C. S. Lewis the mastercraftsman of romances, who pushed beyond and above the usual limits of this form, has received no recognition except the awareness of occasional critics … that romances are indeed what he has given us in his planetary trilogy. My concern in this essay is Lewis' architectonic accomplishment. He created in Out of the Silent Planet a perfect romance of the conventional type, and in Perelandra an extension and development of the form on a higher psychological and cosmic plane. That Hideous Strength can be viewed as a traditional romance, but as such it centers on the Studdocks and thus manages to avoid repeating the effects of the first two. As Ransom's story, it is a romance of yet another kind. Finally, as I shall try to show, all three lock together structurally into one romance whose hero, Elwin Ransom, has a cosmic stature similar to that of Blake's Albion: both represent England at one level (Ransom is Pendragon of Logres), at others both are "Fallen Man" and "Eternal Man"—and Ransom further carries within him aspects of Christ, Raphael, Arthur, and Guardian of the Grail. (pp. 505-06)
The essentials of the romance pattern I have in mind are to be found in Joseph Campbell's hero monomyth and Northrop Frye's romance mythos-construct [developed by Campbell in The Hero with a Thousand Faces, and by Frye in Anatomy of Criticism]. Of contributory importance are Albert Cook's theories of the probable and nonprobable and Erich Neumann's analysis of psychological centroversion [see Cook's The Dark Voyage and the Golden Mean and Newman's The Origins and History of Consciousness]. The schemes of Campbell, Frye, and Neumann are all tripartite, consisting roughly of Departure, Initiation, and Return, or, as I prefer, Equilibrium, Struggle, and Higher Harmony.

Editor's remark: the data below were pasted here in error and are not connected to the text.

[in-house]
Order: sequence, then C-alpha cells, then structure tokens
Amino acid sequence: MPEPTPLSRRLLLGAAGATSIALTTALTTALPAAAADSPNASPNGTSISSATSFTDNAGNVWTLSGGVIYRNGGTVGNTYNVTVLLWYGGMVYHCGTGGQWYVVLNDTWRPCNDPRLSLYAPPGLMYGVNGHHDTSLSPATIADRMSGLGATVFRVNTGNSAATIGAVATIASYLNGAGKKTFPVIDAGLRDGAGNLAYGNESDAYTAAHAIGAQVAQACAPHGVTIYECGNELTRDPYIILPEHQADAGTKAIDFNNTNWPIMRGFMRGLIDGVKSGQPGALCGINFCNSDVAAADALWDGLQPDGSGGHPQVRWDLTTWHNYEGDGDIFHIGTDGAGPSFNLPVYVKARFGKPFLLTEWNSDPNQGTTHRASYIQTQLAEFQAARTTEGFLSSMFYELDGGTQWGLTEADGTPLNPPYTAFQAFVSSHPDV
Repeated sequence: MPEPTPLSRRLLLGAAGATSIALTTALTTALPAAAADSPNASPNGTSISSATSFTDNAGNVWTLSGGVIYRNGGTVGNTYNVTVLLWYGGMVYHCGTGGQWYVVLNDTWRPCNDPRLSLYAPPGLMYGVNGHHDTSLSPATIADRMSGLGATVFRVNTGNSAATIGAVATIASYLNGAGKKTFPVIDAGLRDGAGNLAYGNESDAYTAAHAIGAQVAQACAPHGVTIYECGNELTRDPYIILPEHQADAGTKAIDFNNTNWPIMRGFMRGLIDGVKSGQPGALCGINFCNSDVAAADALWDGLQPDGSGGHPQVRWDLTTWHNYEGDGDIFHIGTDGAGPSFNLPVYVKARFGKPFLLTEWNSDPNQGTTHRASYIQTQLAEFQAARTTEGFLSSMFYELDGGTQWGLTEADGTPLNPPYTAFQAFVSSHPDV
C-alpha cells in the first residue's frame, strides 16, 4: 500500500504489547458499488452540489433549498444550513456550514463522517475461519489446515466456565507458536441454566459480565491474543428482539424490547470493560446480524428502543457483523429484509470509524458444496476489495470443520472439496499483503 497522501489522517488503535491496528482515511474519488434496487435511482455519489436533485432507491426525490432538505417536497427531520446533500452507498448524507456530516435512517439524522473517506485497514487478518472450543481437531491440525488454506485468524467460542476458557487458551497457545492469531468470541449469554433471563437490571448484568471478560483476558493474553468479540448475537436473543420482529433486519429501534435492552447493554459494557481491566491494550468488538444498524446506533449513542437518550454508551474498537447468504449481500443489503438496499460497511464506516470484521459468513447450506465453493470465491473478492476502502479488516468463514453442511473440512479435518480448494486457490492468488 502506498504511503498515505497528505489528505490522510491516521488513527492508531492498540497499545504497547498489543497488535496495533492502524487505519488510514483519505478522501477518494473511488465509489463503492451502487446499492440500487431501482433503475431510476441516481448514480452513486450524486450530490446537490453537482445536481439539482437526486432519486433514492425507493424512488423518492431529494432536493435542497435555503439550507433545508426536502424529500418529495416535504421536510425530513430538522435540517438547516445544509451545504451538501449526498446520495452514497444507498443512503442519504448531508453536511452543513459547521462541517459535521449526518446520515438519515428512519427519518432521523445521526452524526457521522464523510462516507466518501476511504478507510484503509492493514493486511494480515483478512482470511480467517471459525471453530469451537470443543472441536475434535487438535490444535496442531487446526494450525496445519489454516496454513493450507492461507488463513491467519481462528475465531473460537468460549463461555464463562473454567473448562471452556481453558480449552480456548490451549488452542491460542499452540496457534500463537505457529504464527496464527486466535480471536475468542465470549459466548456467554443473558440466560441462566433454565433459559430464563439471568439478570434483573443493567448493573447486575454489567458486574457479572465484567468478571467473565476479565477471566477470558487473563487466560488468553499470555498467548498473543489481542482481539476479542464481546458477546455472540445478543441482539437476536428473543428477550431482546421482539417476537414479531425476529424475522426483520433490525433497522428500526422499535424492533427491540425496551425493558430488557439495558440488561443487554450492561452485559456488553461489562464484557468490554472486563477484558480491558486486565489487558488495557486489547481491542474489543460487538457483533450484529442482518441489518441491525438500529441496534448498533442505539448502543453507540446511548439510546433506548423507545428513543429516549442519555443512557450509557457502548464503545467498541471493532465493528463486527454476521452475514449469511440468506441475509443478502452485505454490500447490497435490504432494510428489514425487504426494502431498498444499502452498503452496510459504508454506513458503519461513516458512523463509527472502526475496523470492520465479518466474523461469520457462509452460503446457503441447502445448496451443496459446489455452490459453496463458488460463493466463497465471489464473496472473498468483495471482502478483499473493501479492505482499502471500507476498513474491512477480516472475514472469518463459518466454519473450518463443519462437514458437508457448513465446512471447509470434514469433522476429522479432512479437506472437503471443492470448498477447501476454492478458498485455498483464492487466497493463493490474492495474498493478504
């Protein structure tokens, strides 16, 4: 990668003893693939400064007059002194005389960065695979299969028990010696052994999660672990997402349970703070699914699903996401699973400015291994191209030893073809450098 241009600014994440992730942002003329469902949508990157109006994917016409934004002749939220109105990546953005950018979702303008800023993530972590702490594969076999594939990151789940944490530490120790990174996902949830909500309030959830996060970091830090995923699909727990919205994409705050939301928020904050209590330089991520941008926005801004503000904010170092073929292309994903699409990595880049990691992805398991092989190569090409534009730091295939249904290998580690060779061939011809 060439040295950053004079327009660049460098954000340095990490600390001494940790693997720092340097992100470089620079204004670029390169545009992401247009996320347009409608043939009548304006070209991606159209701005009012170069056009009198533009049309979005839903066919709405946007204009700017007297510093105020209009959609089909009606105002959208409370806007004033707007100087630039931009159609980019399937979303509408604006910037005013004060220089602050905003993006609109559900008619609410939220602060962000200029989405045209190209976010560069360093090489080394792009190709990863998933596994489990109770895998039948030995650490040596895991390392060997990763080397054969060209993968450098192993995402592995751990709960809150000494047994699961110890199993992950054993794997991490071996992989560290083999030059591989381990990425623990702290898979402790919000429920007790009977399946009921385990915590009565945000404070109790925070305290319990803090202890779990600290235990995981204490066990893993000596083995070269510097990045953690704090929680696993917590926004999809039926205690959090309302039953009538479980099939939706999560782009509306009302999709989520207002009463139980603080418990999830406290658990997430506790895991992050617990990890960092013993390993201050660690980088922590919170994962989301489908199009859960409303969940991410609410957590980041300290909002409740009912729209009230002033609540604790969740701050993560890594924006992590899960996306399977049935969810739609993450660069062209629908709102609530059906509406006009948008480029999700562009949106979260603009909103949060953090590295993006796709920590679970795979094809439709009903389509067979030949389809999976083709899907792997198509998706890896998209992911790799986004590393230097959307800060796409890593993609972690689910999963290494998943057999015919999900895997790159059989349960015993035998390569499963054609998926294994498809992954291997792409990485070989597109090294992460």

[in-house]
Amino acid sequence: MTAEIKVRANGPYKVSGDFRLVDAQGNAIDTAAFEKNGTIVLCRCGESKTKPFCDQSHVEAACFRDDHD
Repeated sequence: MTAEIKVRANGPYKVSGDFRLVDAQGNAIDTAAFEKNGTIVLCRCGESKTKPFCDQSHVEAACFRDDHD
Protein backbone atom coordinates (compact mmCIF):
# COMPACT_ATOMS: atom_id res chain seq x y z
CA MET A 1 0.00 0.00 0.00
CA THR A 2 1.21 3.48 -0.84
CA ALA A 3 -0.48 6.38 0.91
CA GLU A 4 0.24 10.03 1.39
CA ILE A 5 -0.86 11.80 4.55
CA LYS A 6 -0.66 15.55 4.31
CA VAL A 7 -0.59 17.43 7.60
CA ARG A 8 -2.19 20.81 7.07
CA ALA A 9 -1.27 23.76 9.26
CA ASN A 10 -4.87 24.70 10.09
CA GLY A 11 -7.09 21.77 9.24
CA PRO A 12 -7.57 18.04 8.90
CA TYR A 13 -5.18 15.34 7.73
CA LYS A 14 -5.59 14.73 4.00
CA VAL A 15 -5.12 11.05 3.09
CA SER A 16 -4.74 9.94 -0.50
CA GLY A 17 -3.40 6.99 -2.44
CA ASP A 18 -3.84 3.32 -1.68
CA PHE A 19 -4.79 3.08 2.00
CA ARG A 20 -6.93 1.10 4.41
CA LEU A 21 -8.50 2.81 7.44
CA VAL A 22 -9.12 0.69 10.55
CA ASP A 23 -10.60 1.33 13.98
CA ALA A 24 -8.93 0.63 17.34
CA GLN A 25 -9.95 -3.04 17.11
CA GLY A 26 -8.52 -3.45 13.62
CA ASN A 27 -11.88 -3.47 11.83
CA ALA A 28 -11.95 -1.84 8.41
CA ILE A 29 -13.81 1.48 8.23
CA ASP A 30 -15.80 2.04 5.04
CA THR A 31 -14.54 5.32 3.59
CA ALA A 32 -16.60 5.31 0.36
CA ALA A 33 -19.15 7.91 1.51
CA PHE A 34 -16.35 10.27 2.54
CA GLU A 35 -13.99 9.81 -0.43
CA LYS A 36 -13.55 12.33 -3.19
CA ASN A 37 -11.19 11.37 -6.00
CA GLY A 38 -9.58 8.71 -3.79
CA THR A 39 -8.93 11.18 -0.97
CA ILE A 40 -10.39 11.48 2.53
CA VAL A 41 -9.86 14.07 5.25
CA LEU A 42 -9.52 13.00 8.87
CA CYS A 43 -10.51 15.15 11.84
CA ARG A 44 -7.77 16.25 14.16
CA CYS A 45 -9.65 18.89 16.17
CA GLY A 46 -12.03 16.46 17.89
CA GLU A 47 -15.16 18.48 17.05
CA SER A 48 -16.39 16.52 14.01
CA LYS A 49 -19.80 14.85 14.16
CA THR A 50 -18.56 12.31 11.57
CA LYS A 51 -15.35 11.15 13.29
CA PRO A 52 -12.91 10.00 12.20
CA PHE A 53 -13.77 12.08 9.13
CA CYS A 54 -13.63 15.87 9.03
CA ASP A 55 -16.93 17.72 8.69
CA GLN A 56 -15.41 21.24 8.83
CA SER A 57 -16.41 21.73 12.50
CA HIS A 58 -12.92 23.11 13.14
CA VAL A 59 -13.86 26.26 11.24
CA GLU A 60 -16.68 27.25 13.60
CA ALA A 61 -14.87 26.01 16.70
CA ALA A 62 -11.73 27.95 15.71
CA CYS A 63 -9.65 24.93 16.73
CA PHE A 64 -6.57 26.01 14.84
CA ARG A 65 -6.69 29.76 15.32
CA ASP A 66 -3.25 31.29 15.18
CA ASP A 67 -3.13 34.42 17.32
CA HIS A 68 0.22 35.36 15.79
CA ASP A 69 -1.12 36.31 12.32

In the first stage, usually short, the hero (in the psychological context, the ego) is at peace, secure, and relatively passive. In Cook's terms, all is probable and predictable. If the hero is actually a child, then all his needs are supplied by outside powers, and the state is often explicitly Edenic. Then comes a Call to Adventure (Campbell's phrase) which the hero must obey, however reluctantly…. For the ego, the call is the inborn imperative to disentangle itself from the unconscious.